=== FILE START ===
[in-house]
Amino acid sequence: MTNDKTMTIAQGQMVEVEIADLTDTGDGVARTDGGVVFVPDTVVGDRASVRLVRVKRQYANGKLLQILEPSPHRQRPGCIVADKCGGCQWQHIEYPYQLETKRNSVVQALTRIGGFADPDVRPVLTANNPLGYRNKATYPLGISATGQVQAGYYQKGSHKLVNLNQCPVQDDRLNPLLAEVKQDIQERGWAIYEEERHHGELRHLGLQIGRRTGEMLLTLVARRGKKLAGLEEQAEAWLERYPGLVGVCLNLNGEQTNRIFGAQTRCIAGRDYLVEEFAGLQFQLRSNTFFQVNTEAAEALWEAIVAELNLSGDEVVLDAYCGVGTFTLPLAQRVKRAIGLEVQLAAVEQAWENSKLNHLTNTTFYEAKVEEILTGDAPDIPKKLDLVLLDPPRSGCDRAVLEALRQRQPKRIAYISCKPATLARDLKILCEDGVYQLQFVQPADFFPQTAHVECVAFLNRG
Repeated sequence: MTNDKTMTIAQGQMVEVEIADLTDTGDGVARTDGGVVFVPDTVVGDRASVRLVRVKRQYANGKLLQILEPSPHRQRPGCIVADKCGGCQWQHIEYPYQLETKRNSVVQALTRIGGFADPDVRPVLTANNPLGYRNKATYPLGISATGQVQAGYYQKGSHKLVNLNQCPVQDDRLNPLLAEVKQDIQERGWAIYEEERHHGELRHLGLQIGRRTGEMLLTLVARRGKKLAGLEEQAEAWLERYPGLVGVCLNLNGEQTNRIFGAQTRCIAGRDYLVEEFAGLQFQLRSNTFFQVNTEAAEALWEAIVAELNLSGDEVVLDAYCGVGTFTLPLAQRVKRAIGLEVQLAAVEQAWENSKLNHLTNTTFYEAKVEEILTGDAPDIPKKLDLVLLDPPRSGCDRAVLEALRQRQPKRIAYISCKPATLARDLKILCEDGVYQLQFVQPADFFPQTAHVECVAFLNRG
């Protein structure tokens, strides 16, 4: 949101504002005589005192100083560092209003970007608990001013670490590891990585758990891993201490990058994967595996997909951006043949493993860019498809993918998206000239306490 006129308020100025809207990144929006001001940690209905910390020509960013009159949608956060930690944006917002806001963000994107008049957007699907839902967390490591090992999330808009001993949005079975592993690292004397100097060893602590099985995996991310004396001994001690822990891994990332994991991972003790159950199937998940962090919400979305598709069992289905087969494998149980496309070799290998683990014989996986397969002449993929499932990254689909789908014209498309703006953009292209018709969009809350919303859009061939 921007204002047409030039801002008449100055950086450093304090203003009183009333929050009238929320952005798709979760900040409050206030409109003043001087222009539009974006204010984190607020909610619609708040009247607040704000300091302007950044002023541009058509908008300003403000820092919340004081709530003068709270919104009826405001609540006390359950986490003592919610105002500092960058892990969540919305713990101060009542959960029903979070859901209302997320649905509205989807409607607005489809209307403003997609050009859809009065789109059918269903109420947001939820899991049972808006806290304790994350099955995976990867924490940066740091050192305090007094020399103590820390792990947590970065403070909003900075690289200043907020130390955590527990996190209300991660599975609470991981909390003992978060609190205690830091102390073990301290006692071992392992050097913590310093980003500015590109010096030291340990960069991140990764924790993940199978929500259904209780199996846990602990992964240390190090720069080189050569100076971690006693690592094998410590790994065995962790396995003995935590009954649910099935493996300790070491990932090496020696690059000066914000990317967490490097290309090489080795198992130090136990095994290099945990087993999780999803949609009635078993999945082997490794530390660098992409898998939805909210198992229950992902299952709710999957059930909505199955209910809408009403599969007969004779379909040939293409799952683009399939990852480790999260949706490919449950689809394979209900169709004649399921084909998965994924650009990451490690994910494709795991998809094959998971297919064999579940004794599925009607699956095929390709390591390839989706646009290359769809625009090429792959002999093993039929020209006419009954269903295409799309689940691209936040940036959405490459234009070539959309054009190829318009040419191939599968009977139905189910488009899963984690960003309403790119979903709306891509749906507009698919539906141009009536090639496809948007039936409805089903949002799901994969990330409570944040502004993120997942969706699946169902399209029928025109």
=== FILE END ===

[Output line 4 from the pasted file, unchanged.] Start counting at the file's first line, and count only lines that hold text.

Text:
């Protein structure tokens, strides 16, 4: 949101504002005589005192100083560092209003970007608990001013670490590891990585758990891993201490990058994967595996997909951006043949493993860019498809993918998206000239306490 006129308020100025809207990144929006001001940690209905910390020509960013009159949608956060930690944006917002806001963000994107008049957007699907839902967390490591090992999330808009001993949005079975592993690292004397100097060893602590099985995996991310004396001994001690822990891994990332994991991972003790159950199937998940962090919400979305598709069992289905087969494998149980496309070799290998683990014989996986397969002449993929499932990254689909789908014209498309703006953009292209018709969009809350919303859009061939 921007204002047409030039801002008449100055950086450093304090203003009183009333929050009238929320952005798709979760900040409050206030409109003043001087222009539009974006204010984190607020909610619609708040009247607040704000300091302007950044002023541009058509908008300003403000820092919340004081709530003068709270919104009826405001609540006390359950986490003592919610105002500092960058892990969540919305713990101060009542959960029903979070859901209302997320649905509205989807409607607005489809209307403003997609050009859809009065789109059918269903109420947001939820899991049972808006806290304790994350099955995976990867924490940066740091050192305090007094020399103590820390792990947590970065403070909003900075690289200043907020130390955590527990996190209300991660599975609470991981909390003992978060609190205690830091102390073990301290006692071992392992050097913590310093980003500015590109010096030291340990960069991140990764924790993940199978929500259904209780199996846990602990992964240390190090720069080189050569100076971690006693690592094998410590790994065995962790396995003995935590009954649910099935493996300790070491990932090496020696690059000066914000990317967490490097290309090489080795198992130090136990095994290099945990087993999780999803949609009635078993999945082997490794530390660098992409898998939805909210198992229950992902299952709710999957059930909505199955209910809408009403599969007969004779379909040939293409799952683009399939990852480790999260949706490919449950689809394979209900169709004649399921084909998965994924650009990451490690994910494709795991998809094959998971297919064999579940004794599925009607699956095929390709390591390839989706646009290359769809625009090429792959002999093993039929020209006419009954269903295409799309689940691209936040940036959405490459234009070539959309054009190829318009040419191939599968009977139905189910488009899963984690960003309403790119979903709306891509749906507009698919539906141009009536090639496809948007039936409805089903949002799901994969990330409570944040502004993120997942969706699946169902399209029928025109």